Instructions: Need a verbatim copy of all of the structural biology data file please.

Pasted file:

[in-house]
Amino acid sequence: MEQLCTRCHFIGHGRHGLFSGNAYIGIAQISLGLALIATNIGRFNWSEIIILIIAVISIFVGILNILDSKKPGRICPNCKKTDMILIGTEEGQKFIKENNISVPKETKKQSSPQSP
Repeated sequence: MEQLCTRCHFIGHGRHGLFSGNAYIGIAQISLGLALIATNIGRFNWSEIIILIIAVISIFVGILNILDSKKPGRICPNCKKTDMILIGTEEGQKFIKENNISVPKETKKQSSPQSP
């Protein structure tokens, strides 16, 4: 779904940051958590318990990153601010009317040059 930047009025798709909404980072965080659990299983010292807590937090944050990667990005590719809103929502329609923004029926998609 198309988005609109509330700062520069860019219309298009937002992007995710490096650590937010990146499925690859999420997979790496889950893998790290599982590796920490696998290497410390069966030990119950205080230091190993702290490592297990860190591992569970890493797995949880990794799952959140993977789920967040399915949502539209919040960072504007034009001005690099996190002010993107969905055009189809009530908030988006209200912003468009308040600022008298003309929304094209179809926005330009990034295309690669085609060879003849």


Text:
[in-house]
Amino acid sequence: MEQLCTRCHFIGHGRHGLFSGNAYIGIAQISLGLALIATNIGRFNWSEIIILIIAVISIFVGILNILDSKKPGRICPNCKKTDMILIGTEEGQKFIKENNISVPKETKKQSSPQSP
Repeated sequence: MEQLCTRCHFIGHGRHGLFSGNAYIGIAQISLGLALIATNIGRFNWSEIIILIIAVISIFVGILNILDSKKPGRICPNCKKTDMILIGTEEGQKFIKENNISVPKETKKQSSPQSP
């Protein structure tokens, strides 16, 4: 779904940051958590318990990153601010009317040059 930047009025798709909404980072965080659990299983010292807590937090944050990667990005590719809103929502329609923004029926998609 198309988005609109509330700062520069860019219309298009937002992007995710490096650590937010990146499925690859999420997979790496889950893998790290599982590796920490696998290497410390069966030990119950205080230091190993702290490592297990860190591992569970890493797995949880990794799952959140993977789920967040399915949502539209919040960072504007034009001005690099996190002010993107969905055009189809009530908030988006209200912003468009308040600022008298003309929304094209179809926005330009990034295309690669085609060879003849």